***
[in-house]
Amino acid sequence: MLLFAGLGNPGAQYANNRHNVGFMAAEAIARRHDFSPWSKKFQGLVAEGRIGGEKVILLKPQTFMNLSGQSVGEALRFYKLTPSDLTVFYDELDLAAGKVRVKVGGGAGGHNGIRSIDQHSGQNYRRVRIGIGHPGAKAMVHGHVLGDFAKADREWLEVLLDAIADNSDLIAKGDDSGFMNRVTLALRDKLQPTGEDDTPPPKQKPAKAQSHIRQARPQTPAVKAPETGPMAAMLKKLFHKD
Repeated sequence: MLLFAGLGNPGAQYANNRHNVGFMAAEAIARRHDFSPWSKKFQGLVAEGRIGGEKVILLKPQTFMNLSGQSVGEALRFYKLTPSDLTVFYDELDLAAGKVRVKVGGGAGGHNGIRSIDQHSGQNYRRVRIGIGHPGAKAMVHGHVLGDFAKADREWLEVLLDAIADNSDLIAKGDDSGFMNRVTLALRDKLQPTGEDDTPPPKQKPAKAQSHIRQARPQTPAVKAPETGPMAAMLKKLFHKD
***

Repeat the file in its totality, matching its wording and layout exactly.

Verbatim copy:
[in-house]
Amino acid sequence: MLLFAGLGNPGAQYANNRHNVGFMAAEAIARRHDFSPWSKKFQGLVAEGRIGGEKVILLKPQTFMNLSGQSVGEALRFYKLTPSDLTVFYDELDLAAGKVRVKVGGGAGGHNGIRSIDQHSGQNYRRVRIGIGHPGAKAMVHGHVLGDFAKADREWLEVLLDAIADNSDLIAKGDDSGFMNRVTLALRDKLQPTGEDDTPPPKQKPAKAQSHIRQARPQTPAVKAPETGPMAAMLKKLFHKD
Repeated sequence: MLLFAGLGNPGAQYANNRHNVGFMAAEAIARRHDFSPWSKKFQGLVAEGRIGGEKVILLKPQTFMNLSGQSVGEALRFYKLTPSDLTVFYDELDLAAGKVRVKVGGGAGGHNGIRSIDQHSGQNYRRVRIGIGHPGAKAMVHGHVLGDFAKADREWLEVLLDAIADNSDLIAKGDDSGFMNRVTLALRDKLQPTGEDDTPPPKQKPAKAQSHIRQARPQTPAVKAPETGPMAAMLKKLFHKD